We would recommend that an external observer watches the initial engine start from a safe distance so that he can identify any problems or faults that may not be visible from the cockpit.


Start the engine in accordance with the aircraft manufacturer’s instructions.

Oil pressure should show on the oil pressure gauge within 10 seconds. On some aircraft it may then take another 30 seconds for the oil pressure to be indicating within the normal operating range due to restrictors in the oil pressure line and the length of the line to the pressure gauge. If the oil pressure is not within its normal operating range with 30 seconds of engine start, shut the engine down and find out why.

Once you have normal oil pressure, run the engine at approximately 1000rpm for one minute.

Check the idle RPM is approximately correct, the idle manifold pressure is approximately 12” – 14” Hg, and both magnetos are working. When shutting the engine down, check the idle mixture. As you move the mixture from full rich to lean, you should see the rpm rise by between 20 – 50 rpm for most engines.

If you have no rev rise or an excessive rev rise, adjust the idle mixture after the engine has been shut down.

With the engine shut down, re-check the engine installation. Pay particular attention for either fuel or oil leaks. Re-check the engine controls and make sure nothing is rubbing against any part of the exhaust system. Make any necessary adjustments such as idle speed and idle mixture.

While you are checking the engine, the residual engine heat will also slightly warm the engine oil.


Start the engine in accordance with the aircraft manufacturer’s instructions.

Aim for a target RPM of approximately 1000 RPM. Allow the engine temperature to warm up until the oil temperature needle is off the bottom peg, around 100°F.

Do a normal but brief run-up checking the magnetos and cycle the propeller.


If you are performing the initial engine start on a Continental engine in a single engine aircraft it is very important that the propeller is cycled so that lubricating oil is supplied to the propeller governor transfer collar. Generally to cycle the propeller increase the RPM to 1600 – 1700 RPM and slowly manipulate the pitch control until you see the RPM decrease by 50 – 100 rpm. If the propeller will not cycle stop the engine immediately and find out why.

With the throttle pulled back, re-check that the idle speed is correctly set. ( Idle RPM should be set to the aircraft manufacturer’s figures ) Slowly pull the mixture out to shut the engine down. If the idle mixture is correct you should see a 25 -50 RPM rev rise. If you have no rev rise it indicates the idle mixture is too lean, if the rev rise is greater than 50RPM the idle mixture is too rich.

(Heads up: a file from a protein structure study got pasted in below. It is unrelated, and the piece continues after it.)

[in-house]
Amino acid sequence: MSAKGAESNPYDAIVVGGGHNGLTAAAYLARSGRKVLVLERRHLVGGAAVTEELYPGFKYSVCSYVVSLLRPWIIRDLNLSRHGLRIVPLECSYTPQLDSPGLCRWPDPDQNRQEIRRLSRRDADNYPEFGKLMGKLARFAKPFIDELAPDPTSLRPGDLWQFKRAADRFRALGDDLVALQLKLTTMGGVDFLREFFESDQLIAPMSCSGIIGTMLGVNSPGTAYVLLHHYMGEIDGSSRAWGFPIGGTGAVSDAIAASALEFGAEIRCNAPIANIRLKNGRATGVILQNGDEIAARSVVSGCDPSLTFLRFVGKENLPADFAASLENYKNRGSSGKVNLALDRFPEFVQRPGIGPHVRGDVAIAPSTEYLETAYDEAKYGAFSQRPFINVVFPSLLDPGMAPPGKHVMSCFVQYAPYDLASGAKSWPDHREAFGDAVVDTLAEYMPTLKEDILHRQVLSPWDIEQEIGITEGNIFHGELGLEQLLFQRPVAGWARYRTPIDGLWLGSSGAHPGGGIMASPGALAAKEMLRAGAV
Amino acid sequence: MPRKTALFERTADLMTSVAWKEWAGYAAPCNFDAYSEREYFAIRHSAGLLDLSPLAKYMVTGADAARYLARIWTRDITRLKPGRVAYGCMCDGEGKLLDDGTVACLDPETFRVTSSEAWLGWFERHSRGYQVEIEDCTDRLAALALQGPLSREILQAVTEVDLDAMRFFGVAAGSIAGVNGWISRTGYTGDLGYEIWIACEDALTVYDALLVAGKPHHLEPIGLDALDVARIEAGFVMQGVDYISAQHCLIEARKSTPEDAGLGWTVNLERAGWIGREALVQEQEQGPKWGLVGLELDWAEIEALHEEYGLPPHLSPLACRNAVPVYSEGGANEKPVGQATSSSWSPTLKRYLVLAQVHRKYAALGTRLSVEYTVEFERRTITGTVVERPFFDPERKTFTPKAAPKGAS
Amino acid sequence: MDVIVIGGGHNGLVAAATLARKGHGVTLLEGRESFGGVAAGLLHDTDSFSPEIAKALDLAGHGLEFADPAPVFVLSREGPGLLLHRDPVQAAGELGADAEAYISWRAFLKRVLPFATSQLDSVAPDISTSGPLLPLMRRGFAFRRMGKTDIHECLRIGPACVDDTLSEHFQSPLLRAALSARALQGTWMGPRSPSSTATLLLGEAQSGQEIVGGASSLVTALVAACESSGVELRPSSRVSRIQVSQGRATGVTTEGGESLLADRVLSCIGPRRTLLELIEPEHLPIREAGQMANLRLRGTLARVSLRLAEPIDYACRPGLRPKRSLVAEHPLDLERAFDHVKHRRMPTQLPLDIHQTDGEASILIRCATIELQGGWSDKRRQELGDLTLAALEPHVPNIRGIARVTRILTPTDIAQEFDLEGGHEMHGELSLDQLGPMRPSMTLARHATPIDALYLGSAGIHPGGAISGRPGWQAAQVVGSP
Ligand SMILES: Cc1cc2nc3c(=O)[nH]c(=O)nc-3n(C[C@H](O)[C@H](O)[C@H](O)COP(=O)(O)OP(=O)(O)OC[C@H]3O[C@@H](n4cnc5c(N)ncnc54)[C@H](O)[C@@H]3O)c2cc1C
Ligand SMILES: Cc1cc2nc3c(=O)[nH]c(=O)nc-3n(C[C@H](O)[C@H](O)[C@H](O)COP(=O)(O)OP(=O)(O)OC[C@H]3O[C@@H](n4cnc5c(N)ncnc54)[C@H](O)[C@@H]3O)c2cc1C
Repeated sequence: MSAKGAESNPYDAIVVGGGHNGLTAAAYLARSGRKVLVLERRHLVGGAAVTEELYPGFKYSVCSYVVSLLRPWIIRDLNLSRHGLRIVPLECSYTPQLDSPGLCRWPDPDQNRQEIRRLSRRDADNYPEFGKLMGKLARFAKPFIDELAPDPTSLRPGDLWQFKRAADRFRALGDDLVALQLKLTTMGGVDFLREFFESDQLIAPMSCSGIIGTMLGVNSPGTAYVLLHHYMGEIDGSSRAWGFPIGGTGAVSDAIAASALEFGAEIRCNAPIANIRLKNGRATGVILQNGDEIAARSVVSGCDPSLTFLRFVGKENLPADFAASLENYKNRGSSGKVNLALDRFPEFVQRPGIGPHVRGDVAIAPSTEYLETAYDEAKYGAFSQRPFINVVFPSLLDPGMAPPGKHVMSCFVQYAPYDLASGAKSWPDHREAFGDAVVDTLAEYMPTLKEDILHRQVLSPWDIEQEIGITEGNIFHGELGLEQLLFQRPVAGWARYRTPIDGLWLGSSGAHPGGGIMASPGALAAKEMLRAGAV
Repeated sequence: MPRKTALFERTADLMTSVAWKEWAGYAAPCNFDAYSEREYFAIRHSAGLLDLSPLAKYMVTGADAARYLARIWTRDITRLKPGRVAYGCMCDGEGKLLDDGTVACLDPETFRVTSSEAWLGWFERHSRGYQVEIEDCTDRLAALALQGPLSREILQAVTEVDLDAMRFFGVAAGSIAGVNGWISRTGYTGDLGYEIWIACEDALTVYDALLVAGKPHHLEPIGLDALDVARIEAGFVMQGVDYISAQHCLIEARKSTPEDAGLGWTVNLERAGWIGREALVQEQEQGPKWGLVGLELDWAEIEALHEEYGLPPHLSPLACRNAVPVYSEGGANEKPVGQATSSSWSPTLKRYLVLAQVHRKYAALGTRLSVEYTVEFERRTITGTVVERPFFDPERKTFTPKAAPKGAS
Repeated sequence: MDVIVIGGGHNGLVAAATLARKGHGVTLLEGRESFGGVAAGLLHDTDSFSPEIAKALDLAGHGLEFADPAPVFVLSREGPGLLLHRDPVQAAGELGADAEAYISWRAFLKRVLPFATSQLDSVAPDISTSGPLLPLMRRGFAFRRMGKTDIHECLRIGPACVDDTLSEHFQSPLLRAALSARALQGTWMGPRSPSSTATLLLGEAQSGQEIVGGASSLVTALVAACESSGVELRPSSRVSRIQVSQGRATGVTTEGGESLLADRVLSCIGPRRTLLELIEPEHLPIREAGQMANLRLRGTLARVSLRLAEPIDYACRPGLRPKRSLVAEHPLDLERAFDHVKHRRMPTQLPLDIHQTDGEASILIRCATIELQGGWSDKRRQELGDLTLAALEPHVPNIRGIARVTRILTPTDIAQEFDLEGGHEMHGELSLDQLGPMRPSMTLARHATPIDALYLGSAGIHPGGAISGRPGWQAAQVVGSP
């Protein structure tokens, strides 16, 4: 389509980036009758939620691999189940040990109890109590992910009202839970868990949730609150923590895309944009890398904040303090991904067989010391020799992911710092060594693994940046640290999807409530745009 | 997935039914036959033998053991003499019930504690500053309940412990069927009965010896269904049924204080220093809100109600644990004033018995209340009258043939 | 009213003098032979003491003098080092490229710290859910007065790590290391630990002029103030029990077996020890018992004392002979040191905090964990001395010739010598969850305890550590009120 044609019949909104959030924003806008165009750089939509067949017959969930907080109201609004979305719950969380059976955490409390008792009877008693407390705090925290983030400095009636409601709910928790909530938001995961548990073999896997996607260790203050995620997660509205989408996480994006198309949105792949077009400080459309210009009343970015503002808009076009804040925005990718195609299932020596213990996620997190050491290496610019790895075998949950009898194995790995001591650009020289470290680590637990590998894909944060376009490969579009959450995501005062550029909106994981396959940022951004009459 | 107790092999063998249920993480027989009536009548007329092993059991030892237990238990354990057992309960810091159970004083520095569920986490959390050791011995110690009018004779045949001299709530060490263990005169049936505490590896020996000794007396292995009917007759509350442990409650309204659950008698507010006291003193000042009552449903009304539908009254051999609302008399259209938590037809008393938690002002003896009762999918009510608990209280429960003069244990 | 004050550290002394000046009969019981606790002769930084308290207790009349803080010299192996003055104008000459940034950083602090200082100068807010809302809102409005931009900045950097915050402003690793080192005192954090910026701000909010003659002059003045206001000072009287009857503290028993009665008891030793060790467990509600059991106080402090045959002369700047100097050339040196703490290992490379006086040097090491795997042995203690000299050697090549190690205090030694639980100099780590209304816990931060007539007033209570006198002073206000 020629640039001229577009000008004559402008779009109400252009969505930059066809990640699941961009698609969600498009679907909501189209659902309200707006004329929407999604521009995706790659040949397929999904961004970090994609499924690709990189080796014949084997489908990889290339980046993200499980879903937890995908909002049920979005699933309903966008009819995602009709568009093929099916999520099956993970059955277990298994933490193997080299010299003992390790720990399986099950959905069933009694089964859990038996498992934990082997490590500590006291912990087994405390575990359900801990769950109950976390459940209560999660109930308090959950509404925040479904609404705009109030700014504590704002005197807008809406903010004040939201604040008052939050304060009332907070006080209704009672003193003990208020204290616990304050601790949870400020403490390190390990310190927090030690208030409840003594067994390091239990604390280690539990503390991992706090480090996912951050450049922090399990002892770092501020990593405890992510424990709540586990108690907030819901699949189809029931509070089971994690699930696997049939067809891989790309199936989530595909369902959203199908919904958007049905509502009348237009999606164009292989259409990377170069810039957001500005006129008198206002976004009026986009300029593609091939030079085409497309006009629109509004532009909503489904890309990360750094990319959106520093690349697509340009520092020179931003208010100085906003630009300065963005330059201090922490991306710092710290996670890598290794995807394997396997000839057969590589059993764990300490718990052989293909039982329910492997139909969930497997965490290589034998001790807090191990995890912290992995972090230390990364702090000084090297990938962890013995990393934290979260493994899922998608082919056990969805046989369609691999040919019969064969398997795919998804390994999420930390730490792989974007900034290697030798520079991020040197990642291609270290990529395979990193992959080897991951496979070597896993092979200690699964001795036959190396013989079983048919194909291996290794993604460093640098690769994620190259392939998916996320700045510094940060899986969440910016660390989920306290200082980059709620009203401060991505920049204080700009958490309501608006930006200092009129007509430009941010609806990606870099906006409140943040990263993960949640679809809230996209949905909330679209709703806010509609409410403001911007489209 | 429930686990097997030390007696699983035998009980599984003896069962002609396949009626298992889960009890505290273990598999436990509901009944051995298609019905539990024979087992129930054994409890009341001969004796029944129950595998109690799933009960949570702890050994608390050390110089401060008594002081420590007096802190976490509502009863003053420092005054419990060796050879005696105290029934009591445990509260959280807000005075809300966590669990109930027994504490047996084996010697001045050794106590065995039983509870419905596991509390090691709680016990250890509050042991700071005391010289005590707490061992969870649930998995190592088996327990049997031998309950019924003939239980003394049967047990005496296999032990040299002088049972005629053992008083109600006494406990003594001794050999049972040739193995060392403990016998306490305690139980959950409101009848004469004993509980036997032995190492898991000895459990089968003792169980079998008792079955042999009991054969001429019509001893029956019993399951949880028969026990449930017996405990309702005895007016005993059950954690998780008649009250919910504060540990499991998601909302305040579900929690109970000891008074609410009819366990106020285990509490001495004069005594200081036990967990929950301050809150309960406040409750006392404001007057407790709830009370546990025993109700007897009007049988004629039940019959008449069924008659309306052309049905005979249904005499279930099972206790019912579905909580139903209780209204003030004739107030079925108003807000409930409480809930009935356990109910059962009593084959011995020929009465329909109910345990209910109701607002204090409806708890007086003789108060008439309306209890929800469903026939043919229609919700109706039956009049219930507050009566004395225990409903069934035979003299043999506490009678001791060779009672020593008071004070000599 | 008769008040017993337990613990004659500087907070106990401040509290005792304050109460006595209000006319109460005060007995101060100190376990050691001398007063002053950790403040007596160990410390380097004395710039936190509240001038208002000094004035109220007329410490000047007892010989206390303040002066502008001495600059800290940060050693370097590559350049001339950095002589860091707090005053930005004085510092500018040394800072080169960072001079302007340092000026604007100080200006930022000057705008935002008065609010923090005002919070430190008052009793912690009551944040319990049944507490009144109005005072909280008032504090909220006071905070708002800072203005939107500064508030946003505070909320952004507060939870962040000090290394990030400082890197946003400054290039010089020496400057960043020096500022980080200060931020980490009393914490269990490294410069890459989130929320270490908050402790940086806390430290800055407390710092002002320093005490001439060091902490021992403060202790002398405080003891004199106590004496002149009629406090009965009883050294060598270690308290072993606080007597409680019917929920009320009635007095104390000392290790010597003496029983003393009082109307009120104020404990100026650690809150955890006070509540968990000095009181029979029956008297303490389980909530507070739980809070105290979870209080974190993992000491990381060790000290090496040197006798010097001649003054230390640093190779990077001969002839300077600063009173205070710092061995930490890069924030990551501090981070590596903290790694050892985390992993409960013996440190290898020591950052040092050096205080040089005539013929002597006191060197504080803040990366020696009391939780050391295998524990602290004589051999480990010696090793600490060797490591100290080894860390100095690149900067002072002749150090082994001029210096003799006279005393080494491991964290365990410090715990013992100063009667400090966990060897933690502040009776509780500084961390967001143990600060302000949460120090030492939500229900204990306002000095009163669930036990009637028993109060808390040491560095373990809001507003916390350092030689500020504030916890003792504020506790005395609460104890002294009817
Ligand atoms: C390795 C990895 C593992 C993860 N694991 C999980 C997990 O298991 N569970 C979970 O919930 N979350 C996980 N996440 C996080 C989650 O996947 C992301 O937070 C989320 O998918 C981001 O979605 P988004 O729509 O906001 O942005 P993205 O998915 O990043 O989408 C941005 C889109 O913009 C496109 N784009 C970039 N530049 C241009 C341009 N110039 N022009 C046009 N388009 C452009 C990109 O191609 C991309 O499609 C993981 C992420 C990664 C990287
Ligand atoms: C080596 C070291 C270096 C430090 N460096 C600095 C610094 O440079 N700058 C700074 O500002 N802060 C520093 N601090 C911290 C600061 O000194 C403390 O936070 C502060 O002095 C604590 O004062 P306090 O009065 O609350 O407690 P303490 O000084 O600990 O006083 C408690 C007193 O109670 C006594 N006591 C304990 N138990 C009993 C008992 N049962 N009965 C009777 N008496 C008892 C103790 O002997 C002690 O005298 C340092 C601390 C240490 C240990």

With the engine shut down, and the magnetos / ignition system turned off again check the engine and engine installation.

Prior to performing any high power ground runs, cowl the engine, or install a cooling shroud.

Third Start

Start the engine in accordance with the aircraft manufacturer’s instructions. If the engine had cooled down after the second start, allow the engine to warm up and then perform a normal engine run up in accordance with the aircraft / engine manufacturer’s instructions.

Pay particular attention to the ensure the cylinder head and oil temperatures stay within the normal green operating range during these ground runs.

Particular care should be taken with aircraft that do not have, or have only a single channel cylinder head temperature gauge to ensure that all cylinders are remaining below the specified operating limits during ground runs.

Due to the variation between the engine test stand conditions and the engine installation in the aircraft, all engine operating parameters such as idle speed and mixture, oil pressure, fuel flows and pressures, and manifold pressures must be checked and if necessary adjusted at this time.

Follow the aircraft manufacturer’s instructions to check and adjust these parameters to within the specified limits.


Fuel system adjustments are particularly important. Please ensure the idle mixture and speed and the full power fuel flows and pressures are set as specified. It is very important that the take-off fuel flow is not less than the engine manufacturer’s minimum fuel flow for your engine model.

Try to avoid any un-necessary ground running or prolonged idling of the engine as this can cause the glazing of the cylinder bores, ring blow-by and excessive oil consumption.

Please refer to the next section, engine break-in information, for a more detailed explanation of engine break-in procedures.

After the successful completion of the required engine ground runs, make the aircraft ready for its first flight.


Start the engine and perform all normal pre-flight inspections in accordance with the aircraft manufacturer’s instructions.

Plan to conduct the first flight in daylight VFR rules. Do not put yourself under any un-necessary pressure.

Conduct a normal take off. Monitor engine operating parameters. Use cowl flaps and shallow climb angle to keep cylinder head and oil temperatures in their normal operating range.

Fly your aircraft at a suitable altitude. Maintain a cruise power setting of between 65% and 75% for approximately ½ an hour.

On landing, remove the engine cowls and thoroughly inspect the engine and the engine installation.

On the satisfactory completion of the of the engine inspection you can resume normal operation of your aircraft bearing in mind the operating conditions that are need to “break-in” the engine as discussed in the next section.

In addition to the manufacturer’s requirements, we also recommend that the engine oil and oil filter is changed and inspected after approximately 5 hours of operation.

This is also a good opportunity to check the engine installation for any problems.